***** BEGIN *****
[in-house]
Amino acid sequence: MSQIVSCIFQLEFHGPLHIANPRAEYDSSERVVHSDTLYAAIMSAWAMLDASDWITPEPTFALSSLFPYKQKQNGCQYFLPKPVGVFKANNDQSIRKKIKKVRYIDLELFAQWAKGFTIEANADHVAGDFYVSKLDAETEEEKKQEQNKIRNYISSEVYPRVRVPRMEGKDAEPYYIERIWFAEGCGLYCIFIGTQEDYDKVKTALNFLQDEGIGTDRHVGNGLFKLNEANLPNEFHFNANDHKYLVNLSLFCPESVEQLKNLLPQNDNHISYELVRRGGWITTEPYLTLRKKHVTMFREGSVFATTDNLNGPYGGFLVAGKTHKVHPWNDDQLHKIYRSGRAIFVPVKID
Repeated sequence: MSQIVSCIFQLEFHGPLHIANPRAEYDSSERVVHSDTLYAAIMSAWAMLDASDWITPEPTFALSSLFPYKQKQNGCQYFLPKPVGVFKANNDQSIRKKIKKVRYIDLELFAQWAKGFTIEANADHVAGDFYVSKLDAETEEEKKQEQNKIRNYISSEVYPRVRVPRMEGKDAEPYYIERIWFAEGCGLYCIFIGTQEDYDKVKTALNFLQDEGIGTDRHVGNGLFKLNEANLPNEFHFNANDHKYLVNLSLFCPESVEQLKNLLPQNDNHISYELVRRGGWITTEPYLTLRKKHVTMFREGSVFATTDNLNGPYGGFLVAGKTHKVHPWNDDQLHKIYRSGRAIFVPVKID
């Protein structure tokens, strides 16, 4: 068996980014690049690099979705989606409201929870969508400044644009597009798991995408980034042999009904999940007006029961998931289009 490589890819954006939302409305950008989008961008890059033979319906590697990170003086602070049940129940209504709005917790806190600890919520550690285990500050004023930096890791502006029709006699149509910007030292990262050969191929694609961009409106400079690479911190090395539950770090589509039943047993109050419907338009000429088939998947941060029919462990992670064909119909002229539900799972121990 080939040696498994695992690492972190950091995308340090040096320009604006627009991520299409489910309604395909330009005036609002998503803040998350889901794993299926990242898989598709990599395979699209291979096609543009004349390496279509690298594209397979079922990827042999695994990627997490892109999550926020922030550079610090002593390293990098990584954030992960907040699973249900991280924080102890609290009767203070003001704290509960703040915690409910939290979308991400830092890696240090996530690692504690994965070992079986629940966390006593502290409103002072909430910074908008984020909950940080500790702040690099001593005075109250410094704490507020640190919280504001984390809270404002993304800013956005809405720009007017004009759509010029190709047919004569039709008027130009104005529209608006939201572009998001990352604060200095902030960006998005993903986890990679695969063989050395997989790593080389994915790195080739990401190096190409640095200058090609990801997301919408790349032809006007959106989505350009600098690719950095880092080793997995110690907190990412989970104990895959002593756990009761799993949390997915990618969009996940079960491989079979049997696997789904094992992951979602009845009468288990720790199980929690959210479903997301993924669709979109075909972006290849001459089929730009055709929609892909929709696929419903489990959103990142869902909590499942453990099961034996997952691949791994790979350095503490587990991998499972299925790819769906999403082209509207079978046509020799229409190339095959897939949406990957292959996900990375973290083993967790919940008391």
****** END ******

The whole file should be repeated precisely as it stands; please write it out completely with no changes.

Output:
[in-house]
Amino acid sequence: MSQIVSCIFQLEFHGPLHIANPRAEYDSSERVVHSDTLYAAIMSAWAMLDASDWITPEPTFALSSLFPYKQKQNGCQYFLPKPVGVFKANNDQSIRKKIKKVRYIDLELFAQWAKGFTIEANADHVAGDFYVSKLDAETEEEKKQEQNKIRNYISSEVYPRVRVPRMEGKDAEPYYIERIWFAEGCGLYCIFIGTQEDYDKVKTALNFLQDEGIGTDRHVGNGLFKLNEANLPNEFHFNANDHKYLVNLSLFCPESVEQLKNLLPQNDNHISYELVRRGGWITTEPYLTLRKKHVTMFREGSVFATTDNLNGPYGGFLVAGKTHKVHPWNDDQLHKIYRSGRAIFVPVKID
Repeated sequence: MSQIVSCIFQLEFHGPLHIANPRAEYDSSERVVHSDTLYAAIMSAWAMLDASDWITPEPTFALSSLFPYKQKQNGCQYFLPKPVGVFKANNDQSIRKKIKKVRYIDLELFAQWAKGFTIEANADHVAGDFYVSKLDAETEEEKKQEQNKIRNYISSEVYPRVRVPRMEGKDAEPYYIERIWFAEGCGLYCIFIGTQEDYDKVKTALNFLQDEGIGTDRHVGNGLFKLNEANLPNEFHFNANDHKYLVNLSLFCPESVEQLKNLLPQNDNHISYELVRRGGWITTEPYLTLRKKHVTMFREGSVFATTDNLNGPYGGFLVAGKTHKVHPWNDDQLHKIYRSGRAIFVPVKID
């Protein structure tokens, strides 16, 4: 068996980014690049690099979705989606409201929870969508400044644009597009798991995408980034042999009904999940007006029961998931289009 490589890819954006939302409305950008989008961008890059033979319906590697990170003086602070049940129940209504709005917790806190600890919520550690285990500050004023930096890791502006029709006699149509910007030292990262050969191929694609961009409106400079690479911190090395539950770090589509039943047993109050419907338009000429088939998947941060029919462990992670064909119909002229539900799972121990 080939040696498994695992690492972190950091995308340090040096320009604006627009991520299409489910309604395909330009005036609002998503803040998350889901794993299926990242898989598709990599395979699209291979096609543009004349390496279509690298594209397979079922990827042999695994990627997490892109999550926020922030550079610090002593390293990098990584954030992960907040699973249900991280924080102890609290009767203070003001704290509960703040915690409910939290979308991400830092890696240090996530690692504690994965070992079986629940966390006593502290409103002072909430910074908008984020909950940080500790702040690099001593005075109250410094704490507020640190919280504001984390809270404002993304800013956005809405720009007017004009759509010029190709047919004569039709008027130009104005529209608006939201572009998001990352604060200095902030960006998005993903986890990679695969063989050395997989790593080389994915790195080739990401190096190409640095200058090609990801997301919408790349032809006007959106989505350009600098690719950095880092080793997995110690907190990412989970104990895959002593756990009761799993949390997915990618969009996940079960491989079979049997696997789904094992992951979602009845009468288990720790199980929690959210479903997301993924669709979109075909972006290849001459089929730009055709929609892909929709696929419903489990959103990142869902909590499942453990099961034996997952691949791994790979350095503490587990991998499972299925790819769906999403082209509207079978046509020799229409190339095959897939949406990957292959996900990375973290083993967790919940008391």